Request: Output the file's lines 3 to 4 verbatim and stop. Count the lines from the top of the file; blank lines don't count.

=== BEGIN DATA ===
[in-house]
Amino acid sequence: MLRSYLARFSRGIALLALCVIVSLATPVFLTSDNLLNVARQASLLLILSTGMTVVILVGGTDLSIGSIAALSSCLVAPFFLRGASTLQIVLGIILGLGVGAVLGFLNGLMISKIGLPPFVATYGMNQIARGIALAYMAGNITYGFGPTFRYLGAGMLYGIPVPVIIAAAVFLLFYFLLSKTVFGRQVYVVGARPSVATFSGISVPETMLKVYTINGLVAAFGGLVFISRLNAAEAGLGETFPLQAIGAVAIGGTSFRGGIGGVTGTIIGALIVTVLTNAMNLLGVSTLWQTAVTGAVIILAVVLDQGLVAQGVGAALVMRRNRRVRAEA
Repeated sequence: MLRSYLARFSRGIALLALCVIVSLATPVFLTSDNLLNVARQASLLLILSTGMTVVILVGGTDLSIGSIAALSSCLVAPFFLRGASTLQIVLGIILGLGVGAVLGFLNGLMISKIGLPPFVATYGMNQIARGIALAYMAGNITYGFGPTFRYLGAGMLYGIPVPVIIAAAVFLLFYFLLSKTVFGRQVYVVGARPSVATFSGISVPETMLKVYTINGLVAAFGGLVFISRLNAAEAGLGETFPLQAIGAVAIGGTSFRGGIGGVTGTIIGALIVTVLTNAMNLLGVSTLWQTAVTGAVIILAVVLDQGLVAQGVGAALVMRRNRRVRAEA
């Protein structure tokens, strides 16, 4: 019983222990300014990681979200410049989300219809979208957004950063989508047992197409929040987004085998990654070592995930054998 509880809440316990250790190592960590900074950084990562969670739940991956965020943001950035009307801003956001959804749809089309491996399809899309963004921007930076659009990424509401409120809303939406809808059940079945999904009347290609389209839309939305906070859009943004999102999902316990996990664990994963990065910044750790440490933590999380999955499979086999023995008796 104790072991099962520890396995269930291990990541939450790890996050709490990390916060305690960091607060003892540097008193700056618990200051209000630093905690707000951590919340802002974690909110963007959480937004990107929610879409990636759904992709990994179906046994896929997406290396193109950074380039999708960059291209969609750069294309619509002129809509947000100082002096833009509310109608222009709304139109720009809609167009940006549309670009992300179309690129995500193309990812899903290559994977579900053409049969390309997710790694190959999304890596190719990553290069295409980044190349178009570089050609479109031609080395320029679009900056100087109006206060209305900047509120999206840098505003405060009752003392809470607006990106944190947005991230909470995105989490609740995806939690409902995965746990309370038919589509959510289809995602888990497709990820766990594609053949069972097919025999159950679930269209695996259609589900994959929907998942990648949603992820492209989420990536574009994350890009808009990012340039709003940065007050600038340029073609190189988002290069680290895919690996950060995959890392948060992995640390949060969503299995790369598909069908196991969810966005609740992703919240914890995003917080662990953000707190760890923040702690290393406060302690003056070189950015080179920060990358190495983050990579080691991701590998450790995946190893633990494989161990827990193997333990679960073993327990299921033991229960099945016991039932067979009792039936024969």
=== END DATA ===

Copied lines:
Repeated sequence: MLRSYLARFSRGIALLALCVIVSLATPVFLTSDNLLNVARQASLLLILSTGMTVVILVGGTDLSIGSIAALSSCLVAPFFLRGASTLQIVLGIILGLGVGAVLGFLNGLMISKIGLPPFVATYGMNQIARGIALAYMAGNITYGFGPTFRYLGAGMLYGIPVPVIIAAAVFLLFYFLLSKTVFGRQVYVVGARPSVATFSGISVPETMLKVYTINGLVAAFGGLVFISRLNAAEAGLGETFPLQAIGAVAIGGTSFRGGIGGVTGTIIGALIVTVLTNAMNLLGVSTLWQTAVTGAVIILAVVLDQGLVAQGVGAALVMRRNRRVRAEA
């Protein structure tokens, strides 16, 4: 019983222990300014990681979200410049989300219809979208957004950063989508047992197409929040987004085998990654070592995930054998 509880809440316990250790190592960590900074950084990562969670739940991956965020943001950035009307801003956001959804749809089309491996399809899309963004921007930076659009990424509401409120809303939406809808059940079945999904009347290609389209839309939305906070859009943004999102999902316990996990664990994963990065910044750790440490933590999380999955499979086999023995008796 104790072991099962520890396995269930291990990541939450790890996050709490990390916060305690960091607060003892540097008193700056618990200051209000630093905690707000951590919340802002974690909110963007959480937004990107929610879409990636759904992709990994179906046994896929997406290396193109950074380039999708960059291209969609750069294309619509002129809509947000100082002096833009509310109608222009709304139109720009809609167009940006549309670009992300179309690129995500193309990812899903290559994977579900053409049969390309997710790694190959999304890596190719990553290069295409980044190349178009570089050609479109031609080395320029679009900056100087109006206060209305900047509120999206840098505003405060009752003392809470607006990106944190947005991230909470995105989490609740995806939690409902995965746990309370038919589509959510289809995602888990497709990820766990594609053949069972097919025999159950679930269209695996259609589900994959929907998942990648949603992820492209989420990536574009994350890009808009990012340039709003940065007050600038340029073609190189988002290069680290895919690996950060995959890392948060992995640390949060969503299995790369598909069908196991969810966005609740992703919240914890995003917080662990953000707190760890923040702690290393406060302690003056070189950015080179920060990358190495983050990579080691991701590998450790995946190893633990494989161990827990193997333990679960073993327990299921033991229960099945016991039932067979009792039936024969």